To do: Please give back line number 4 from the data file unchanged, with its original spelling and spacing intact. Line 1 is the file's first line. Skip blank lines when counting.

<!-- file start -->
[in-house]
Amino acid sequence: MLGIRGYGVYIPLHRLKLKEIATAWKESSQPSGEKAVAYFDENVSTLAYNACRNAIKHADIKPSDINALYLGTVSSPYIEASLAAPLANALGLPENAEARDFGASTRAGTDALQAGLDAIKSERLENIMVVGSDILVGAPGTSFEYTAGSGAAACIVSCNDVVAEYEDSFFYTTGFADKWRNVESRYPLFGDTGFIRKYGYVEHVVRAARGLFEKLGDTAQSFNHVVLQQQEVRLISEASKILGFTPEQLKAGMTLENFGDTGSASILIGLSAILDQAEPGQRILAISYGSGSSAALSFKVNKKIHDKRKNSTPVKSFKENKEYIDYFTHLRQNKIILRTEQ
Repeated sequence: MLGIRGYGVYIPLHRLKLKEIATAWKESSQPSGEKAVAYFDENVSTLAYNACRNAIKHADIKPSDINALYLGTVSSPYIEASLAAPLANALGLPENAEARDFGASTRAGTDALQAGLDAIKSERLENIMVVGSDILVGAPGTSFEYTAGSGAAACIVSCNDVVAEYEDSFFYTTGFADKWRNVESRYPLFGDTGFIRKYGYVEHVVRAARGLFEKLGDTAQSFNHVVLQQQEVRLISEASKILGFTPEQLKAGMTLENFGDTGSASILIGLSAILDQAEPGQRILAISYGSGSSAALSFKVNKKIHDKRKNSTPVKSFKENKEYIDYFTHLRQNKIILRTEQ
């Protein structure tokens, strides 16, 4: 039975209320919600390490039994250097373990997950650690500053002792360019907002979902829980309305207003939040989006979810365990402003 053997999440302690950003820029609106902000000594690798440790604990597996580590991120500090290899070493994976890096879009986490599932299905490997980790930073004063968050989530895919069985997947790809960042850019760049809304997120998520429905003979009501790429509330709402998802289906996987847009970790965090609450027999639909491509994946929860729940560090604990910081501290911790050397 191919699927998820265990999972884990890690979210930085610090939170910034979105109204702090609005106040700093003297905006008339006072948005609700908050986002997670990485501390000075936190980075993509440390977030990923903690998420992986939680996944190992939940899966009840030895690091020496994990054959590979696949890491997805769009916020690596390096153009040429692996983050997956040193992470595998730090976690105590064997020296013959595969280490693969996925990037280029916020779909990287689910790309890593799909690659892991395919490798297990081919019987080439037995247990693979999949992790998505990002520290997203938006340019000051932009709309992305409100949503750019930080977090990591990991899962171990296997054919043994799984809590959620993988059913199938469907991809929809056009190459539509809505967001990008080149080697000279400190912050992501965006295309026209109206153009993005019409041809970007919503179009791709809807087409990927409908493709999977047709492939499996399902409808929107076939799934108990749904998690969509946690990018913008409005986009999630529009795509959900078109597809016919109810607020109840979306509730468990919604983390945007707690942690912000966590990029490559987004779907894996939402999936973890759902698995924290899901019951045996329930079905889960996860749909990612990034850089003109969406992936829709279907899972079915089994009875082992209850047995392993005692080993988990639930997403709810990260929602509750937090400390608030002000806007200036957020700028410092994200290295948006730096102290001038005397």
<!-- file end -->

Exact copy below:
């Protein structure tokens, strides 16, 4: 039975209320919600390490039994250097373990997950650690500053002792360019907002979902829980309305207003939040989006979810365990402003 053997999440302690950003820029609106902000000594690798440790604990597996580590991120500090290899070493994976890096879009986490599932299905490997980790930073004063968050989530895919069985997947790809960042850019760049809304997120998520429905003979009501790429509330709402998802289906996987847009970790965090609450027999639909491509994946929860729940560090604990910081501290911790050397 191919699927998820265990999972884990890690979210930085610090939170910034979105109204702090609005106040700093003297905006008339006072948005609700908050986002997670990485501390000075936190980075993509440390977030990923903690998420992986939680996944190992939940899966009840030895690091020496994990054959590979696949890491997805769009916020690596390096153009040429692996983050997956040193992470595998730090976690105590064997020296013959595969280490693969996925990037280029916020779909990287689910790309890593799909690659892991395919490798297990081919019987080439037995247990693979999949992790998505990002520290997203938006340019000051932009709309992305409100949503750019930080977090990591990991899962171990296997054919043994799984809590959620993988059913199938469907991809929809056009190459539509809505967001990008080149080697000279400190912050992501965006295309026209109206153009993005019409041809970007919503179009791709809807087409990927409908493709999977047709492939499996399902409808929107076939799934108990749904998690969509946690990018913008409005986009999630529009795509959900078109597809016919109810607020109840979306509730468990919604983390945007707690942690912000966590990029490559987004779907894996939402999936973890759902698995924290899901019951045996329930079905889960996860749909990612990034850089003109969406992936829709279907899972079915089994009875082992209850047995392993005692080993988990639930997403709810990260929602509750937090400390608030002000806007200036957020700028410092994200290295948006730096102290001038005397």